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September 16, 2007

9/9: Farm Aid Press Conference @ Randall's Island, NYC

If there was one show I really wanted to cover to this summer, it was Farm Aid…even writing a letter to the Farm Yard advocating for myself (which proved unnecessary anyway when you have Billboard in your corner). For those of you unfamiliar with this annual event (calling it a concert just doesn’t do it justice), here it is in a nutshell:  “Farm Aid is a nonprofit organization whose mission is to keep family farmers on their land.” Rock legends Willie Nelson, Neil Young and John Mellencamp organized the first Farm Aid show 22 years ago in 1985 to raise awareness about the loss of family farms and to raise money so that family farmers could keep their land. Dave Matthews joined the board of directors in 2001. Over the past 2 decades, it’s turned into a huge, all day affair that includes incredible musical performances, delicious food (all organic and family grown, of course) and information about how we, as music abiding citizens, can help support Farm Aid’s “Good Food Movement.” As a lover of both good music and good food (those of you who know me know that one doesn’t necessarily supercede the other), there’s no way I was missing the chance to blog about Farm Aid, especially since this was the first year it was going to leave its footprints on New York soil! Rather than staging this “longest running benefit concert series” somewhere in America’s heartland, as it has more often than not done in years past, Farm Aid’s board decided it was time to bring their big show to the Big Apple. Woohoo! I’m not the biggest fan of festival type shows (usually feeling cheated by the shorter set times, overwhelmed by the massive crowds and frustrated with the usually restricted general admission view), but Farm Aid is different…aside from the obvious (i.e. great music and food), it’s for a good cause and there’s a great “we’re one big happy family” vibe in the air. Quite simply, it’s just a really fun day! Oh, and Randall’s Island has actual seats in addition to GA lawn.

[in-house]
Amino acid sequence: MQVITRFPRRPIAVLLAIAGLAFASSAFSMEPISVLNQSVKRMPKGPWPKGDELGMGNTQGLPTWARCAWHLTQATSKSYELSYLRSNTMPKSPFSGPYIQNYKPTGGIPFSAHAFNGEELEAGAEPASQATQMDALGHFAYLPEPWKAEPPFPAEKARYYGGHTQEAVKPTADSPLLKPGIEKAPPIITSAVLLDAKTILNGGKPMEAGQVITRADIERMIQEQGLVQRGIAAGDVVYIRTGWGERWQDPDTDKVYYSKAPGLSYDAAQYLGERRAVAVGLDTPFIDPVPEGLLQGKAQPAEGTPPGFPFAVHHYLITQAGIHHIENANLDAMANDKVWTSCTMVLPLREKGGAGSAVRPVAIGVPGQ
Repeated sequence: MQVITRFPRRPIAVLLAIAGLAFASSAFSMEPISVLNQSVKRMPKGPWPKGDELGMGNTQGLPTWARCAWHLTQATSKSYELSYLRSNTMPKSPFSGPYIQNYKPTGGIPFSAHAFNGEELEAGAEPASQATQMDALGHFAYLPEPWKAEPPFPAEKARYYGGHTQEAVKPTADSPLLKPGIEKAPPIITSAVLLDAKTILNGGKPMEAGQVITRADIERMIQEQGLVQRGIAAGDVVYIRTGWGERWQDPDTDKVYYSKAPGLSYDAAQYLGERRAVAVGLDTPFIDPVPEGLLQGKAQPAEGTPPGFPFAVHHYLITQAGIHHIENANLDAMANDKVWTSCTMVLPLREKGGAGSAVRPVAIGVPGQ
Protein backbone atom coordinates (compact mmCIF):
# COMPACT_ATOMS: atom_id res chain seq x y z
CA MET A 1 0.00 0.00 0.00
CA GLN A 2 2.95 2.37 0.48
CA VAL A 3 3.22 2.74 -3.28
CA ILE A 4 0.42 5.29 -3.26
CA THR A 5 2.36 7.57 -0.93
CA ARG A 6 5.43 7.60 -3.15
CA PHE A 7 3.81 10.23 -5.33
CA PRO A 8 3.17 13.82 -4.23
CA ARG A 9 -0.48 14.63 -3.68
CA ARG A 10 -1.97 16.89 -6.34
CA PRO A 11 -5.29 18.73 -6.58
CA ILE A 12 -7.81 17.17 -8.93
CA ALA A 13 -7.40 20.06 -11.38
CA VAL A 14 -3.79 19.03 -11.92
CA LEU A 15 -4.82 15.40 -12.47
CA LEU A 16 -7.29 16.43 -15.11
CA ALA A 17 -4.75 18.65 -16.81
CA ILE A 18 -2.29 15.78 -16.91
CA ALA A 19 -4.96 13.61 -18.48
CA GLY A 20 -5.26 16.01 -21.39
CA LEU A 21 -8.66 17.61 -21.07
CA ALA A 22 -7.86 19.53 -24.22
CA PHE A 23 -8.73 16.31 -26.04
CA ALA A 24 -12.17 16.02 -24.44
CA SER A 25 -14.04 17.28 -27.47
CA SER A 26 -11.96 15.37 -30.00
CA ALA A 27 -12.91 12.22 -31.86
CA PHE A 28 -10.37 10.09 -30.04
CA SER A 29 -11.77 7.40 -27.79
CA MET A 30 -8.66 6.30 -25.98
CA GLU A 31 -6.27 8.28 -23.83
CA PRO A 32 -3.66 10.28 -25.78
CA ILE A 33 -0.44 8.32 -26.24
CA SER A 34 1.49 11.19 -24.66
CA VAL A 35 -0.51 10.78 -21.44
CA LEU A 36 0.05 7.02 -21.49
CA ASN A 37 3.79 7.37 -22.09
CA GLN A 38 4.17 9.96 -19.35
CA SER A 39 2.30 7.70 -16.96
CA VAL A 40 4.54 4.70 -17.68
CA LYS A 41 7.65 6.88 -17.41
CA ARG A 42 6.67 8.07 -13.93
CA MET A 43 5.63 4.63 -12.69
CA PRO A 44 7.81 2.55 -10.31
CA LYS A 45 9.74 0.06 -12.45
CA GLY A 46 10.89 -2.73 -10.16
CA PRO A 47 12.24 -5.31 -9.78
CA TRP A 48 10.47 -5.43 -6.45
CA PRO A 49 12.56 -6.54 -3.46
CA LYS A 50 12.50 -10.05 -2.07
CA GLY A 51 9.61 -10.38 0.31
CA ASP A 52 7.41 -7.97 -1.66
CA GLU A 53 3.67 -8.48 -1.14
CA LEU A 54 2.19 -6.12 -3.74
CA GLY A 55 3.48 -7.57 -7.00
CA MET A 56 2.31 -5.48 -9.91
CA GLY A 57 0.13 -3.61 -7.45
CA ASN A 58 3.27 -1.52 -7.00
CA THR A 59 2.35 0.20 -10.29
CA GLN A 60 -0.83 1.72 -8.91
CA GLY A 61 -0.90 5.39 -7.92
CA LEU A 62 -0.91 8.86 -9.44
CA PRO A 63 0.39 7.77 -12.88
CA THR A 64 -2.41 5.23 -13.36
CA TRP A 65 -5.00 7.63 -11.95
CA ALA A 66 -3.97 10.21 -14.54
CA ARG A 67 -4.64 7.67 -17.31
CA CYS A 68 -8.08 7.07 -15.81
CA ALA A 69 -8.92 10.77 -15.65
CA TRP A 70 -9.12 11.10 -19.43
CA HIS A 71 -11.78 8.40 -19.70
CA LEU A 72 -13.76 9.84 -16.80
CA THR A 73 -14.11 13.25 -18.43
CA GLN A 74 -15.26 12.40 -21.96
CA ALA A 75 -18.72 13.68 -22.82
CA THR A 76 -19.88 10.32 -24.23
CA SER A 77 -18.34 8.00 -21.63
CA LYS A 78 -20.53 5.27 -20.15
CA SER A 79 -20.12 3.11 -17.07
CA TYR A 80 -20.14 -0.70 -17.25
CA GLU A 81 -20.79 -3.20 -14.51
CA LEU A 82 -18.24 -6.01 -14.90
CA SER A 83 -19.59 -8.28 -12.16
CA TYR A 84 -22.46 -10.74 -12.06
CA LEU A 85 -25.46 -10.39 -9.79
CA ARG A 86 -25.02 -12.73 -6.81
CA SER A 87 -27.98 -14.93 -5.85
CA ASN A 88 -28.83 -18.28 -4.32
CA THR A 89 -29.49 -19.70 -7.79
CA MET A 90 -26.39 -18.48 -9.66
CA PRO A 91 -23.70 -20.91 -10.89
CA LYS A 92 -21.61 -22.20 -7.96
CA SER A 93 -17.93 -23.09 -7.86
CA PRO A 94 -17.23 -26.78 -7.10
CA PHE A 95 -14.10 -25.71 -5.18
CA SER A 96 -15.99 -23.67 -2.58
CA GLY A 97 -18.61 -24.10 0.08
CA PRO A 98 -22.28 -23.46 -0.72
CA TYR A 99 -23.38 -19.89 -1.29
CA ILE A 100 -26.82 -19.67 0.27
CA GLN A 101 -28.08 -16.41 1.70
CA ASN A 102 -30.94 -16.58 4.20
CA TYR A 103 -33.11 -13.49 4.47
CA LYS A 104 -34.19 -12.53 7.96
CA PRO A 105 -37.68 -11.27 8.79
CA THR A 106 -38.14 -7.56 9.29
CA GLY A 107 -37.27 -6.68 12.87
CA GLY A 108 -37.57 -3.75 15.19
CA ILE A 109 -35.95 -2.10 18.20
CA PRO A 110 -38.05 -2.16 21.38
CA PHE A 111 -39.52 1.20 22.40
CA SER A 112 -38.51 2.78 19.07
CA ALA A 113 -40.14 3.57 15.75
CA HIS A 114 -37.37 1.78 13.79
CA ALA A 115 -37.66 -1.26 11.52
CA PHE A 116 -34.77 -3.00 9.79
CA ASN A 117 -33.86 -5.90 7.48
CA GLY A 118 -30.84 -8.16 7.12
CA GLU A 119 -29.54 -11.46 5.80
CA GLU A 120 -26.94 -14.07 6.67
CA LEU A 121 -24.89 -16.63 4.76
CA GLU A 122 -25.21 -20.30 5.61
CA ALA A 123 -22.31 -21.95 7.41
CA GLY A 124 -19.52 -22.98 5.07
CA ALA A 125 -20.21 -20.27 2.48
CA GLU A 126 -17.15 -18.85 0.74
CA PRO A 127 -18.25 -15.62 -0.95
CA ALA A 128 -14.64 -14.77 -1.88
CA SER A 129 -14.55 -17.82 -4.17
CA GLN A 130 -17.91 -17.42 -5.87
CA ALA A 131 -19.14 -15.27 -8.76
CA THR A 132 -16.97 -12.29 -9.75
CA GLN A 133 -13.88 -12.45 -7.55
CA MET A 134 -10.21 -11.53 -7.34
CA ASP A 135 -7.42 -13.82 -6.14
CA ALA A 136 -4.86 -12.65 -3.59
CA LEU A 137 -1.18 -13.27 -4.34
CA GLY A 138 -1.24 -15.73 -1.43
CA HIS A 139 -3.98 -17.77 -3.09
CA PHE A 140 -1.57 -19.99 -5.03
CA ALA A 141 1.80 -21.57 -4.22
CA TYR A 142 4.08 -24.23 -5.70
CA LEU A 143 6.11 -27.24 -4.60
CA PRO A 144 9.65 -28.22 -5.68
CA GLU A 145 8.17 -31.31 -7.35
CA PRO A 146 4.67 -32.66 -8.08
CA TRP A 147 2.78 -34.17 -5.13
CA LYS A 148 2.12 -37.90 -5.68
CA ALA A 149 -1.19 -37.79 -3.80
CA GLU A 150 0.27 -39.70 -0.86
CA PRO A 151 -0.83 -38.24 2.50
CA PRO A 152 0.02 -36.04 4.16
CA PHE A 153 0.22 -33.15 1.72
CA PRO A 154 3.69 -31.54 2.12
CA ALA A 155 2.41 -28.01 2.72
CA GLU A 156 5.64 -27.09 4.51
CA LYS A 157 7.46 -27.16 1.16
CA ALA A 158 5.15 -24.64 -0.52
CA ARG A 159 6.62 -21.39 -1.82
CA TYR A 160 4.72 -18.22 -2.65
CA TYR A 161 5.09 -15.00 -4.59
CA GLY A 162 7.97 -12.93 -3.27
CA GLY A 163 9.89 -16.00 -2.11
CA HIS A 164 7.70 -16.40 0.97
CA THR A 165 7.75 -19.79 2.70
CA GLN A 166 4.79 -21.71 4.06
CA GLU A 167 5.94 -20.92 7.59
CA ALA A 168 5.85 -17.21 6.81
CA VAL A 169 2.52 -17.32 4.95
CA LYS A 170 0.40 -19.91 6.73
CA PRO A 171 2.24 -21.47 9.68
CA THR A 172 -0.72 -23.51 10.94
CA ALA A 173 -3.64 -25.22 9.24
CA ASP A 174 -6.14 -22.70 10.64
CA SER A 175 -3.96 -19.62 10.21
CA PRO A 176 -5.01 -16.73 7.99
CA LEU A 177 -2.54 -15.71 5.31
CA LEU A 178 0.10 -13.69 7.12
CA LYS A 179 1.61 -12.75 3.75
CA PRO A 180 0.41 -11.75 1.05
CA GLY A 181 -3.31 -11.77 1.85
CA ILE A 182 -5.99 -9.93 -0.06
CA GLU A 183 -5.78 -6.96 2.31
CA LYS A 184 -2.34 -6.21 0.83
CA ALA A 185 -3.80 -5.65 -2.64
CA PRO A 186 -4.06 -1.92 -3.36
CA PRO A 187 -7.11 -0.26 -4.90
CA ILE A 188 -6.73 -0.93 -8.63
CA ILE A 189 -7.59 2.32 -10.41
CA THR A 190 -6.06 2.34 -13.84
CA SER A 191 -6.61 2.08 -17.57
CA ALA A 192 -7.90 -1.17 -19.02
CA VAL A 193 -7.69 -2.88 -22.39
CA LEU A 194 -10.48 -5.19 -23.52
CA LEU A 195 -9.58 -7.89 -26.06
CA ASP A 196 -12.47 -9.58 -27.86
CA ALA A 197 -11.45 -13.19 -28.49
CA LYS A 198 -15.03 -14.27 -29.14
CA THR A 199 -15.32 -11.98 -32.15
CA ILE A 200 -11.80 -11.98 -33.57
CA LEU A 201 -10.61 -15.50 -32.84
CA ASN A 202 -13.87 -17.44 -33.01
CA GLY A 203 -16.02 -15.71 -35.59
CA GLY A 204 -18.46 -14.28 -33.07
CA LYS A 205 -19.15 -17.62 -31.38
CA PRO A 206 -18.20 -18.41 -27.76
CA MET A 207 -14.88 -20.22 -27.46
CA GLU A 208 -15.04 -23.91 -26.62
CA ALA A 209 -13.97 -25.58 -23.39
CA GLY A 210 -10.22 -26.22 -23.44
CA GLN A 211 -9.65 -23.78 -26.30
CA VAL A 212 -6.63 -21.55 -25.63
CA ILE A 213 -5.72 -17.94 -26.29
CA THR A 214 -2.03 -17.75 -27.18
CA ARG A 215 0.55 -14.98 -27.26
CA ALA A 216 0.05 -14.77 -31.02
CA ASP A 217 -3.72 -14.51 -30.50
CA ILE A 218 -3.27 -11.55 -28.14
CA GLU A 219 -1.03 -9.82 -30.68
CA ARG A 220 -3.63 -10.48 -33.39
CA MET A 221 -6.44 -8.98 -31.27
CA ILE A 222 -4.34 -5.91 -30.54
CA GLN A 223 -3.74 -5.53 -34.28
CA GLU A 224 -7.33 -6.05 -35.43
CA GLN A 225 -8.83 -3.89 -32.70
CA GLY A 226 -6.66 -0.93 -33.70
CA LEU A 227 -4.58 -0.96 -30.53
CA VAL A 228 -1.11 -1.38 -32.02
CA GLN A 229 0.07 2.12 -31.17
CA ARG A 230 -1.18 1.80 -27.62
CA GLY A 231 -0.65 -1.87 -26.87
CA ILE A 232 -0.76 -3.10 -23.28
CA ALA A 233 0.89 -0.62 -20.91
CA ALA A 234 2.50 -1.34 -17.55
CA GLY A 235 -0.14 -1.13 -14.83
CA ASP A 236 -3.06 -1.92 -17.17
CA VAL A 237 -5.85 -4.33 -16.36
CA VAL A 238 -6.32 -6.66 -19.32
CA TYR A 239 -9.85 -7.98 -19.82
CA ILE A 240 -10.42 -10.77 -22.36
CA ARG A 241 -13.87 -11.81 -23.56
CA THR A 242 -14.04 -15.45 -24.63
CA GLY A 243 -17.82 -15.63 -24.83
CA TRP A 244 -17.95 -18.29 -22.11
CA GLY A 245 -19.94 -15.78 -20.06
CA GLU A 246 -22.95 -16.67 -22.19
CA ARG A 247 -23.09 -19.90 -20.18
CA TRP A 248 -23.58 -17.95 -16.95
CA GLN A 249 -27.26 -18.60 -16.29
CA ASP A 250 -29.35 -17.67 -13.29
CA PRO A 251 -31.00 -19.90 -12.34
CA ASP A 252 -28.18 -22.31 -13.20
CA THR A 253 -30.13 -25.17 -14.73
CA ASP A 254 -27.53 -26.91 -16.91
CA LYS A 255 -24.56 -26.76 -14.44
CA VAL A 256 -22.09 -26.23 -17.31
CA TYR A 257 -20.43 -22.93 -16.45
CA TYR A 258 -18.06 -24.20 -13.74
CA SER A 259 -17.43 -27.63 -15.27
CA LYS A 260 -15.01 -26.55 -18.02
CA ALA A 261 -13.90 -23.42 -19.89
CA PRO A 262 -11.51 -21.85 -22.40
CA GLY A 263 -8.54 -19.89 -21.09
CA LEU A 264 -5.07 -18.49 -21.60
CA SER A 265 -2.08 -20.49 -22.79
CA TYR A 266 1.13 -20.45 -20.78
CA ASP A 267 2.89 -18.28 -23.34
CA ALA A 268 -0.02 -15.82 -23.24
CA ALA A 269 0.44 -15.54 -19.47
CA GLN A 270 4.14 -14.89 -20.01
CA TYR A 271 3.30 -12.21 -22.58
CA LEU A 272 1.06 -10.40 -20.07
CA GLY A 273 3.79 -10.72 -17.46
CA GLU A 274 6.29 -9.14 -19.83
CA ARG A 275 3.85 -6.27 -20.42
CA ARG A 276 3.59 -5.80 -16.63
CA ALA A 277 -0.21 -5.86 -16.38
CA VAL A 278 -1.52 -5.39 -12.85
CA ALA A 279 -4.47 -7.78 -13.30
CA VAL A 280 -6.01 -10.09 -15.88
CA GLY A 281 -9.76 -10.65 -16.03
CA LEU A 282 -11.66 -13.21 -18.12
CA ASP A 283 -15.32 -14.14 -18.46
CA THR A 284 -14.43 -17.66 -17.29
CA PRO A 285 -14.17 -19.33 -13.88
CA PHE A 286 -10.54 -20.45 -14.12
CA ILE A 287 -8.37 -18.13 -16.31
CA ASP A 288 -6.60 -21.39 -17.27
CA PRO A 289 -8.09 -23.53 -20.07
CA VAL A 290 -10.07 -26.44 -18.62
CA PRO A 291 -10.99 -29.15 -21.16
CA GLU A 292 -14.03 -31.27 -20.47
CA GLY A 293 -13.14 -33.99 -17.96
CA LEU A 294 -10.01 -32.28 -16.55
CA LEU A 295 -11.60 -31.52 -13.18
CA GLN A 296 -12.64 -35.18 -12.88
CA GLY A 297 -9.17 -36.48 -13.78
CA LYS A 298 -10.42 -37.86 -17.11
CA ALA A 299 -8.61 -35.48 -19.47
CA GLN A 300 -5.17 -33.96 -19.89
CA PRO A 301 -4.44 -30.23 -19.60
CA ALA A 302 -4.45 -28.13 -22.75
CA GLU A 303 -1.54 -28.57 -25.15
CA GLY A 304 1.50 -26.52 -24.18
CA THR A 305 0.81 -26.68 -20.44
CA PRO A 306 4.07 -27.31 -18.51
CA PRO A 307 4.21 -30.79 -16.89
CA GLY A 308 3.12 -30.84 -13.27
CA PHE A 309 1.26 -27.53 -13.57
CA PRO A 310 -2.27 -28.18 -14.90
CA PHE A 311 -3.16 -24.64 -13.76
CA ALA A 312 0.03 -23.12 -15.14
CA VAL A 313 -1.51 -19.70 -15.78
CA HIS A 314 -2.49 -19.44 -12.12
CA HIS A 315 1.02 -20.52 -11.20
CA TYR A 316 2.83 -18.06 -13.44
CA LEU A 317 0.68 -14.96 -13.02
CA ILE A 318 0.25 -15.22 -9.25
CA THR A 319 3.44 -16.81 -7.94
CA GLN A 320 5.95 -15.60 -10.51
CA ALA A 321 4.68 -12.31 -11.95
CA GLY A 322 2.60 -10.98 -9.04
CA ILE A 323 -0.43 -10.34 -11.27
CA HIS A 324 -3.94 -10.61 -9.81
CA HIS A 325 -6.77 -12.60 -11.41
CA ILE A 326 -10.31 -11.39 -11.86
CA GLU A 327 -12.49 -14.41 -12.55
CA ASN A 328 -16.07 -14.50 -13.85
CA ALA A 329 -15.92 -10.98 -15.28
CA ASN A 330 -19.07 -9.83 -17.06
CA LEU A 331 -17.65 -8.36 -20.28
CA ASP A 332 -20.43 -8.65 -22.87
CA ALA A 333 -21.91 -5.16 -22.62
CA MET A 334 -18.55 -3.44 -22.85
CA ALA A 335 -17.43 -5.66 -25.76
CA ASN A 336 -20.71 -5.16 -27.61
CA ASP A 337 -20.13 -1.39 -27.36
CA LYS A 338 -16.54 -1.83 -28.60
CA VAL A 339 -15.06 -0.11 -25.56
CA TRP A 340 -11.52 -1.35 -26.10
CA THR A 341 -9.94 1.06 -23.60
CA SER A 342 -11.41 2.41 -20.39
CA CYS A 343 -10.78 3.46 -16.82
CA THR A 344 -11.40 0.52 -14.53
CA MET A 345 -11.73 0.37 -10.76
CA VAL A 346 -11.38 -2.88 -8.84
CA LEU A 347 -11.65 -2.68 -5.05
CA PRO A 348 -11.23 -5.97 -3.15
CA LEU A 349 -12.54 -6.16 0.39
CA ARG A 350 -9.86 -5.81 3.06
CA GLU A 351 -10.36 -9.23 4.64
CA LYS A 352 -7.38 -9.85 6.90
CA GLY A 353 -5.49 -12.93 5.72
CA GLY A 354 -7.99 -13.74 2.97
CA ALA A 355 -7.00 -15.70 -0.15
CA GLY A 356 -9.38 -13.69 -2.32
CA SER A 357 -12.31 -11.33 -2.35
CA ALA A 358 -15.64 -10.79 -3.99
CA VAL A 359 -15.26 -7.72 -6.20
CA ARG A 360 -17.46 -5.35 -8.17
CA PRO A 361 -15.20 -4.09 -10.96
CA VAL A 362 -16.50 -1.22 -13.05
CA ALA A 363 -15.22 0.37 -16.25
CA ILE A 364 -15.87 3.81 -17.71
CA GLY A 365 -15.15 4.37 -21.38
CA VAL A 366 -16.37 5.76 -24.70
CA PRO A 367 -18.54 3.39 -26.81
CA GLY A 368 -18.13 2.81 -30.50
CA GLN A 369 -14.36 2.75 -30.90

Setting up shop at Icahn Stadium on Randall’s Island was the perfect choice, allowing the perimeter of the open field to be lined with concession stands of organic, family farm grown goods. From healthy versions of concert staples like French fries and chicken tenders (my personal concert meal of choice) to falafel, chicken kabobs, Cliff bars, granola and yogurt…us urban folks had a virtual smorgasbord of fresh, delectable choices to sustain us throughout the unusually hot September afternoon. Even the performers weren’t immune to temptation. Early in the day we spotted Tim Reynolds sampling some of the eats, and mid his acoustic set, Dave suggested we get some of the organic corn dogs, admitting that he “already had five.” Umm, perhaps a night I’m not tempted try to sneak onto his bus after the show. See, I’m not completely insane ;-).


I was a little disappointed when I got a call from Farm Aid late Friday afternoon telling me that I would no longer have photo privileges because the pit was being reserved for only “professional” photogs. I mean, is an LG not official enough?? No worries…they assured me I still had media access to the press conference prior to the show as well as the media tent throughout the day/night. And after seeing the gazillion hungry photographers rushing the stage for the first 2 songs of each artist’s set, I was relieved not to be in the mix.

Not having any idea what to expect from a press conference, I was having slight panic attacks throughout the week over the thought of actually being able to talk to any of the 4 music icons headlining the event. No joke, my palms are re-clamming just typing about it even though it’s been a week since the event and one on one time with the artists never even happened! The press conference was set to start at 11:00 am, but it was suggested we get there about 9:30 for press check in. Heading onto the Bronx River Parkway at 9:30, only to discover my tickets were still home did NOT help the nerves. Thank goodness Dave’s sound check was running a little late, which we were lucky enough to hear from where we were sitting.


At the press conference were the four board members, as well as representatives from Farm Aid and NY State, including Elliot Spitzer and a speaker from Bloomberg's office. To open the conference, Spitzer proudly announced that it was officially "Farm Aid Day" and reminded us that despite housing the largest city in the country, NY was also a farming state and one of the country's biggest apple suppliers (the first of many mini history lessons I'd learn over the next hour). "We're the biggest media city," boasted Spitzer. "If we can get the message started and out from here, we'll be doing something huge!" Following Spitzer's NYC plug, the four rock star headliners each took turns discussing the importance of Farm Aid and brining the event to NYC.